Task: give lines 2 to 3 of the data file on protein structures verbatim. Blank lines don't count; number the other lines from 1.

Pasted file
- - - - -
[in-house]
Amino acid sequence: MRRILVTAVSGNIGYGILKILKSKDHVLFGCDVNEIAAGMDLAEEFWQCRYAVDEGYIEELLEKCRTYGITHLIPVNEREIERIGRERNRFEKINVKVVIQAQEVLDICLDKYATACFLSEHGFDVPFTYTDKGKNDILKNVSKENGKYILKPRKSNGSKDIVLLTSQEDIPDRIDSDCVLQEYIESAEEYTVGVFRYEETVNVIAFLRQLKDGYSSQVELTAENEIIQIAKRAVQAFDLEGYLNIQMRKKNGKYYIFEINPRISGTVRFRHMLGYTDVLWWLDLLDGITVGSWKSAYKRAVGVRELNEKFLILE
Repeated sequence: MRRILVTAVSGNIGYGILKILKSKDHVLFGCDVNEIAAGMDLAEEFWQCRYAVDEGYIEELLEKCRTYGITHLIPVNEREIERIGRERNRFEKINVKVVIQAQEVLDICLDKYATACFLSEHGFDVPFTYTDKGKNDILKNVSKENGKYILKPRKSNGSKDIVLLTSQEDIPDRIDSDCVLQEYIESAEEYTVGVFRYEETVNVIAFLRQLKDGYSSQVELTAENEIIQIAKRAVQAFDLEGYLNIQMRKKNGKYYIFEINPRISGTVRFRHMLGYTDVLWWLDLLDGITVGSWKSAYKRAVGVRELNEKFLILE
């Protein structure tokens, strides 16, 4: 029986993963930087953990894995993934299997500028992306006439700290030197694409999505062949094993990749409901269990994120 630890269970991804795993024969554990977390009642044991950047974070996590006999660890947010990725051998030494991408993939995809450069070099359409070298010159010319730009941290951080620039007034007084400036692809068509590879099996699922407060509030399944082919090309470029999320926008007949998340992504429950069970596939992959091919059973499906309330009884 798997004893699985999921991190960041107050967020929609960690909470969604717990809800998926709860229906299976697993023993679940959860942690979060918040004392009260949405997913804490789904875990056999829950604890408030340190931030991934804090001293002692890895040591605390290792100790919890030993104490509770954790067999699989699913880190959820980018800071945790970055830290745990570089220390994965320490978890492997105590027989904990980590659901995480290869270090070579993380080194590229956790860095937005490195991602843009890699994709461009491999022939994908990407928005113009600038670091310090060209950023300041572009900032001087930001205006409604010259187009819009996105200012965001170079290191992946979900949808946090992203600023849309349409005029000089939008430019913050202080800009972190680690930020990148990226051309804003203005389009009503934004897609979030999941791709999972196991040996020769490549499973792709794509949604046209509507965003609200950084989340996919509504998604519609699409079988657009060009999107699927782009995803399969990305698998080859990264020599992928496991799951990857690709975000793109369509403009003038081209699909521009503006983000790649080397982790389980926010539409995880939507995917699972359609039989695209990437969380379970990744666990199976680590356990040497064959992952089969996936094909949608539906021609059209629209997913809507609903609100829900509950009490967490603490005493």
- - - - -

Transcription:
Amino acid sequence: MRRILVTAVSGNIGYGILKILKSKDHVLFGCDVNEIAAGMDLAEEFWQCRYAVDEGYIEELLEKCRTYGITHLIPVNEREIERIGRERNRFEKINVKVVIQAQEVLDICLDKYATACFLSEHGFDVPFTYTDKGKNDILKNVSKENGKYILKPRKSNGSKDIVLLTSQEDIPDRIDSDCVLQEYIESAEEYTVGVFRYEETVNVIAFLRQLKDGYSSQVELTAENEIIQIAKRAVQAFDLEGYLNIQMRKKNGKYYIFEINPRISGTVRFRHMLGYTDVLWWLDLLDGITVGSWKSAYKRAVGVRELNEKFLILE
Repeated sequence: MRRILVTAVSGNIGYGILKILKSKDHVLFGCDVNEIAAGMDLAEEFWQCRYAVDEGYIEELLEKCRTYGITHLIPVNEREIERIGRERNRFEKINVKVVIQAQEVLDICLDKYATACFLSEHGFDVPFTYTDKGKNDILKNVSKENGKYILKPRKSNGSKDIVLLTSQEDIPDRIDSDCVLQEYIESAEEYTVGVFRYEETVNVIAFLRQLKDGYSSQVELTAENEIIQIAKRAVQAFDLEGYLNIQMRKKNGKYYIFEINPRISGTVRFRHMLGYTDVLWWLDLLDGITVGSWKSAYKRAVGVRELNEKFLILE